7.1 surround sound

For obvious reasons, the 7.1 surround sound system gives a more immersive experience to your videos. It adds more depth and precision, making it the best one to use if you want a real movie-like experience. However, 7.1 is not the most ideal if you have a small room. With the number of speakers, the set has, it is wiser to place it in a much larger room.

One major downside to the 7.1 surround is the formats it supports. Unlike the 5.1, some videos and DVDs do not support 7.1, so it can be an added inconvenience to only looking for media that will support your sound system. Nonetheless, audio files have a higher chance of being compatible with the 7.1 system. The only disadvantage here is that the sound will function as a 5.1 or 2.1 surround.

Factors to Consider in Buying a Surround Sound System

So you know the differences between the 2.1, 5.1, and the 7.1, but what should you buy among the three? You know which one is ideal for large or small rooms, but are there any other factors to consider? Here’s the top four things you should take into account when you are about to buy a new surround sound system.

buying a surround sound system

1. The size of the room

The first thing that you really have to consider is the size of the room. As mentioned earlier, it’s no use to buy a 7.1 surround sound system, if you’re only placing it in a small room. The sound will be too much for you to even notice how good the sound quality is.

And it’s not just that. You also have to look at the size of the speakers and if they will fit proportionally to your room. If the speakers are too big to mount, then you will most likely have to place them on the floor. If you have all 6 speakers on the floor plus the subwoofer, will you still have enough floor space? Ideally, you should already have the size of your room in mind when you look for sound systems.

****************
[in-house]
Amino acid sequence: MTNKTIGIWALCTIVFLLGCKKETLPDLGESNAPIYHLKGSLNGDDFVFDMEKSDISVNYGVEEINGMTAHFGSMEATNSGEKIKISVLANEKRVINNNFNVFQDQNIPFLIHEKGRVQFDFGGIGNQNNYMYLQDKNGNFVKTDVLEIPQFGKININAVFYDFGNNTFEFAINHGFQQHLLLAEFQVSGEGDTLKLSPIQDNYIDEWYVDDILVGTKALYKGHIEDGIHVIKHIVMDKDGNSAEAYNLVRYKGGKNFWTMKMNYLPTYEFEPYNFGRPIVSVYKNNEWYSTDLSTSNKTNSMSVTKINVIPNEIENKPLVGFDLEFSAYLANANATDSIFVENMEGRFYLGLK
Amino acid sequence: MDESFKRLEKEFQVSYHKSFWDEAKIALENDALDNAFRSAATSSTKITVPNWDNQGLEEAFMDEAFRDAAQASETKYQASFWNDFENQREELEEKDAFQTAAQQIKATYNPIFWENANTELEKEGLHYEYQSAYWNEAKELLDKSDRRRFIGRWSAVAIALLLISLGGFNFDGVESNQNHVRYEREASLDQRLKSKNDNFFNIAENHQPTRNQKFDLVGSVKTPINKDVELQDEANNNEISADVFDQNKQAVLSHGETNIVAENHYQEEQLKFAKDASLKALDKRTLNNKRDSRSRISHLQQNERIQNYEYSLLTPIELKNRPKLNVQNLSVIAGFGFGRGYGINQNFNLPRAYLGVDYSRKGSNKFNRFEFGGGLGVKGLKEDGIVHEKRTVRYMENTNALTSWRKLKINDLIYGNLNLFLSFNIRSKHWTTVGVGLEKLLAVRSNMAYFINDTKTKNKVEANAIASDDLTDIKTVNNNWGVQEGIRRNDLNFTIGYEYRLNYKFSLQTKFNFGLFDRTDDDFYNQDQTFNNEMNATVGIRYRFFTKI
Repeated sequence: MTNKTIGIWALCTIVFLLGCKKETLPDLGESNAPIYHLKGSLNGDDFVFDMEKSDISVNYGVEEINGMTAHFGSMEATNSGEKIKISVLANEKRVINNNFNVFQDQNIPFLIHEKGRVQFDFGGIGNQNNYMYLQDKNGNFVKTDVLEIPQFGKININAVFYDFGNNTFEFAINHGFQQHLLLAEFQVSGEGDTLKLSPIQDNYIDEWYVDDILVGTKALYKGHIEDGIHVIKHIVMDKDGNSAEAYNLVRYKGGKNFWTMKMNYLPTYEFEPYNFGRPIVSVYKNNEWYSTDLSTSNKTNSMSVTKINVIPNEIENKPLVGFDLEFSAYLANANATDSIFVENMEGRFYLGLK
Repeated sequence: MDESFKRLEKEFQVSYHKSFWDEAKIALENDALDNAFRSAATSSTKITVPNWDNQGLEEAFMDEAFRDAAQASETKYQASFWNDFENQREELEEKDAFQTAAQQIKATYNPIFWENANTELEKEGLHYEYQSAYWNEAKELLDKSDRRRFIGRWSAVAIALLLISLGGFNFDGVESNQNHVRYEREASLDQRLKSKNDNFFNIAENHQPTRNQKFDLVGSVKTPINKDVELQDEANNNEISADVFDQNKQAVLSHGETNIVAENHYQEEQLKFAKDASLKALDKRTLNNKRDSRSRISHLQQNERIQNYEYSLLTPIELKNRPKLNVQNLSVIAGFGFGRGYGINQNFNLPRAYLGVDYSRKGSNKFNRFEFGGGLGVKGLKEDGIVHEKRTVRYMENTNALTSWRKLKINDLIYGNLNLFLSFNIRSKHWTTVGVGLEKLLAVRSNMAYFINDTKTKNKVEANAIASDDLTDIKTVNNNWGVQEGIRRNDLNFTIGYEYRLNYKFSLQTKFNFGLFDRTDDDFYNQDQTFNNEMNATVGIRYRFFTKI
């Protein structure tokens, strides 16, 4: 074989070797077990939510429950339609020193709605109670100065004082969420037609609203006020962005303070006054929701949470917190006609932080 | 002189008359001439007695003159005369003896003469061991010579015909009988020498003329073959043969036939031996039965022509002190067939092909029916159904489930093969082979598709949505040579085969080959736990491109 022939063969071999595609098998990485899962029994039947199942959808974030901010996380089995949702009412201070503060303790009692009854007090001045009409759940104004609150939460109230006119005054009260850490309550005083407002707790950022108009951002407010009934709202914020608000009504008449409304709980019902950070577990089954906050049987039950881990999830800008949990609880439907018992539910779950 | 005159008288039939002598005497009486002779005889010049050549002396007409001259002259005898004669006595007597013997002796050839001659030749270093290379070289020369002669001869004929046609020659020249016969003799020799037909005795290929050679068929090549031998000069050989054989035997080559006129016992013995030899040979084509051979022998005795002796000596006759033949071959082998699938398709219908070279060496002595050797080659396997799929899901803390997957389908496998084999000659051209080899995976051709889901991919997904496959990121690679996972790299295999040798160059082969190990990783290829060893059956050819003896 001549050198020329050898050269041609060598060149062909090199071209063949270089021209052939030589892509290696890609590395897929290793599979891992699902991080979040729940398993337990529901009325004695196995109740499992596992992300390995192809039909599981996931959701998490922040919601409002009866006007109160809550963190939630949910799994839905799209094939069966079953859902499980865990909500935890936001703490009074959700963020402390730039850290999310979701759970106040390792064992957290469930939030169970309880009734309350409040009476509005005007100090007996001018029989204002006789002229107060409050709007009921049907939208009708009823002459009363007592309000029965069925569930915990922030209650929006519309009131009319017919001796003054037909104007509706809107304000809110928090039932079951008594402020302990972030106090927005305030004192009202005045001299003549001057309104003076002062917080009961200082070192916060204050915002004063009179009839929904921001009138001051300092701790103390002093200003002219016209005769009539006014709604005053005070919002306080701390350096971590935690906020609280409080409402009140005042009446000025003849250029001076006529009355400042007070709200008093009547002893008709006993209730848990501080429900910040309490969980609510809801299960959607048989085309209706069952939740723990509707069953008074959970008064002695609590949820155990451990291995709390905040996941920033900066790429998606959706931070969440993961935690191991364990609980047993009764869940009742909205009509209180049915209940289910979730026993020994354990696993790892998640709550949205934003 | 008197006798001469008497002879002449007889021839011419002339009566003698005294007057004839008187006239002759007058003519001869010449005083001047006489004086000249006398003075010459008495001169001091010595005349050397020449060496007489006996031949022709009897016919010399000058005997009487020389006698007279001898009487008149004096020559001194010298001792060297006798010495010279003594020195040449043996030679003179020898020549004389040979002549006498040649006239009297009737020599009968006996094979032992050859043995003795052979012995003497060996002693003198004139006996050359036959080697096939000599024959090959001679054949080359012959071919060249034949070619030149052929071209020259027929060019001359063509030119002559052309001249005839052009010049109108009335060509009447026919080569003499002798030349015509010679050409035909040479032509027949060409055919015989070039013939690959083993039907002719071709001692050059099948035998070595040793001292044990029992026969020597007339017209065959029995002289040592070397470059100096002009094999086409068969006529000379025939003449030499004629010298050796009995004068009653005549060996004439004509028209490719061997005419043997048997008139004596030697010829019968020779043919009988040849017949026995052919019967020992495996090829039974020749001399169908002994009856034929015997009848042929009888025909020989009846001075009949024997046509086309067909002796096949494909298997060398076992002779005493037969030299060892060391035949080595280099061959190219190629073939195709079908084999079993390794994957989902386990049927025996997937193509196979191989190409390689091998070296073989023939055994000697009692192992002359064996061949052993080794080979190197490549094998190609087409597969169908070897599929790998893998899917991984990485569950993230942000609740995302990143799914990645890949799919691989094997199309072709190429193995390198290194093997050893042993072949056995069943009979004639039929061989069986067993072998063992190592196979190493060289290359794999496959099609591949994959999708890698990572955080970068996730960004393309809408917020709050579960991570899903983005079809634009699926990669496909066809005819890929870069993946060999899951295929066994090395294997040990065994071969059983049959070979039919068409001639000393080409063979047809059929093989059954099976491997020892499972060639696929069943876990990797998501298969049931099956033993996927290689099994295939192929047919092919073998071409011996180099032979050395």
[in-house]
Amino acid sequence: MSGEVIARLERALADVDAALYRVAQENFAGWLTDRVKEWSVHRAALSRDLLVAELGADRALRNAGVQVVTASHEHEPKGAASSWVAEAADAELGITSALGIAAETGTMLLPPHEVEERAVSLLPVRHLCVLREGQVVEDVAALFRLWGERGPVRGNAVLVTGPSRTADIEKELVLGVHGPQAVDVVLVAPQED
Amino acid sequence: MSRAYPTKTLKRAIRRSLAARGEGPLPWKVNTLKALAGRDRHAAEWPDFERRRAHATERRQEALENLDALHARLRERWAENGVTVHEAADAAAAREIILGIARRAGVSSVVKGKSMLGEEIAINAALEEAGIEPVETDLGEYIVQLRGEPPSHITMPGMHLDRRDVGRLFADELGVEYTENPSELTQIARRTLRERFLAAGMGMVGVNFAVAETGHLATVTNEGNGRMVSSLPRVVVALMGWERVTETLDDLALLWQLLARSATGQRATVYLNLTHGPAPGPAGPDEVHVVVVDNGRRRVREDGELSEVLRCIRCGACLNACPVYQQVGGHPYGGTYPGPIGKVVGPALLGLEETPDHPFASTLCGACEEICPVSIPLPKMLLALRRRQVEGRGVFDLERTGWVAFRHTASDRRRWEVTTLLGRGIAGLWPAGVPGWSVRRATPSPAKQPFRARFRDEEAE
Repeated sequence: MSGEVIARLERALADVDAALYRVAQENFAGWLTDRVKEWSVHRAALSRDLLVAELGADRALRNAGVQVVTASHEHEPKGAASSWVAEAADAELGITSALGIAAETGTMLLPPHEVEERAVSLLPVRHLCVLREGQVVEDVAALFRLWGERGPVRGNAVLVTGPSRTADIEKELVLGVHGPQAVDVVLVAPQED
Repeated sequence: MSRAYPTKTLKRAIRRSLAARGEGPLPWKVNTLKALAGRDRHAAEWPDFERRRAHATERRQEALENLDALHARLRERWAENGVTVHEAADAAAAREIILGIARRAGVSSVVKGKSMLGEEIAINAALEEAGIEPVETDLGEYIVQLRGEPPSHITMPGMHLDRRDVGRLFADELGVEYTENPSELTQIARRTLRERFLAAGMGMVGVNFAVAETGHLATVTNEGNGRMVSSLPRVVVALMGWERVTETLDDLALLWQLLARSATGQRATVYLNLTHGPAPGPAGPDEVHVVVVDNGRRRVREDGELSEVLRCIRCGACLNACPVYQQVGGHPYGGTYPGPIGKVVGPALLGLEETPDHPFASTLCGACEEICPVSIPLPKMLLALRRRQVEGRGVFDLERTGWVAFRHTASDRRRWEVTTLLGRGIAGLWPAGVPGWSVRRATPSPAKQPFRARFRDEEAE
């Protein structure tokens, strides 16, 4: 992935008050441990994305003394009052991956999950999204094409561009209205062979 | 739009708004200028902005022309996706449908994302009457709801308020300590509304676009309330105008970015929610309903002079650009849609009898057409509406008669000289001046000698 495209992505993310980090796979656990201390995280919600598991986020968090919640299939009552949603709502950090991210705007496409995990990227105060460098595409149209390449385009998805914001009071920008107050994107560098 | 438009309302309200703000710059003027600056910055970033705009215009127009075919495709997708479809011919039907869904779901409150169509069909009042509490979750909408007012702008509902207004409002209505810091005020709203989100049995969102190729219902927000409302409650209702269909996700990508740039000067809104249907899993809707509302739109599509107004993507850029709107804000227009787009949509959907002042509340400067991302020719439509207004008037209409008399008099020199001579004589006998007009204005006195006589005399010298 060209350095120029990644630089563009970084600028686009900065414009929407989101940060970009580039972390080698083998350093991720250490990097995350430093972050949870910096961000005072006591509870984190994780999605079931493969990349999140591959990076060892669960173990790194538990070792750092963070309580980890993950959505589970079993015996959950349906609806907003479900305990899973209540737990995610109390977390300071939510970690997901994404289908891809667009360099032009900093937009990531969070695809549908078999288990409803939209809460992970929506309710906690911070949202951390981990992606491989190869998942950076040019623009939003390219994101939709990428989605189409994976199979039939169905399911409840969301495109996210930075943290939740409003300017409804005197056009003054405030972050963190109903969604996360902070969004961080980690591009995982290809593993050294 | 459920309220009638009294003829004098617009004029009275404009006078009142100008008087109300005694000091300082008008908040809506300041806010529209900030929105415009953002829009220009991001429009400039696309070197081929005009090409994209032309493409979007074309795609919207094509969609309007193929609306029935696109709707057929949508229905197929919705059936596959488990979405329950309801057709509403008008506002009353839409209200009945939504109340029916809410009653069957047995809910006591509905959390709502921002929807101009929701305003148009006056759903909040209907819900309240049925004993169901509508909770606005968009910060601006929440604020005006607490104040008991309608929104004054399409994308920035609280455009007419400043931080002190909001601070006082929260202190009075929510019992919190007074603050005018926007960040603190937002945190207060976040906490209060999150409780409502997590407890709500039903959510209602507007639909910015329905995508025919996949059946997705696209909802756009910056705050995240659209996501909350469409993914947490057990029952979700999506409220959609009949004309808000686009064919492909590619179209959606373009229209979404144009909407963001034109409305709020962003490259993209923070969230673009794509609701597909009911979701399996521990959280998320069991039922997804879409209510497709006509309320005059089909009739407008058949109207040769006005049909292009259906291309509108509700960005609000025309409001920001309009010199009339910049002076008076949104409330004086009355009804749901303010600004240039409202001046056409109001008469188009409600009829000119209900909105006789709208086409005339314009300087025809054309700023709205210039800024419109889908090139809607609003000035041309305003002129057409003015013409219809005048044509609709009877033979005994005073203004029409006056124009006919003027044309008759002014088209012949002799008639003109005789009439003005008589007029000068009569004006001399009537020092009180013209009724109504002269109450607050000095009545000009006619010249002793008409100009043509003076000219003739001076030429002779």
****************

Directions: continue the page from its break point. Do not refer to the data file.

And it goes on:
2. The convenience

While the 7.1 surround sound system is often the best pick available, it’s not always convenient to have 6 speakers on the floor or on the wall with all the wires scattered. Fortunately, there are already hooks to keep your wires in place, so this problem can be easily solved. However, you might want to consider the ease of setting all the components up. Naturally, fewer speakers mean an easier job for you to set up, and this is almost always the case. If you’re not an expert in setting up appliances, a technician might be helpful here.

3. The TV

Another thing to consider is the TV. If you haven’t gotten a TV that would fit or match your home theatre, then now is the best time to look for one. If you are planning to buy a 5.1 or a 7.1 surround sound system, it might be wise to buy a smart TV that has a number of different audio connections. In fact, you can easily set things up if you can connect the speakers by just using the Wi-Fi or the Bluetooth connection.

system speakers for tv

If you want to do away with the separate installation, you can just buy a complete home theatre where the TV and the speakers are included. With this set, all the parts are there, and you just need to connect them. You’re essentially eliminating the complications of setting up. Of course, the downside here is that you can’t pick the best separate parts that would meet your preferences.

4. The budget

Although surround systems vary in price, it’s still important to look at your budget. You should know that a more advanced surround system is not always equal to a more expensive set. In fact, there are other 5.1 surround systems that are as expensive (or even more) than a 7.1 set. Of course, if money isn’t an issue, this is not something you’d think twice about. Still it’s wise to always check if a 7.1 or a 5.1 is ideal regardless of the price.

So there you have it. These three surround systems are often the most common systems you would see displayed in appliance stores. Most likely you’ll end up choosing between the 5.1 or the 7.1, but if you want a small system for the kid’s room, then you can get the 2.1.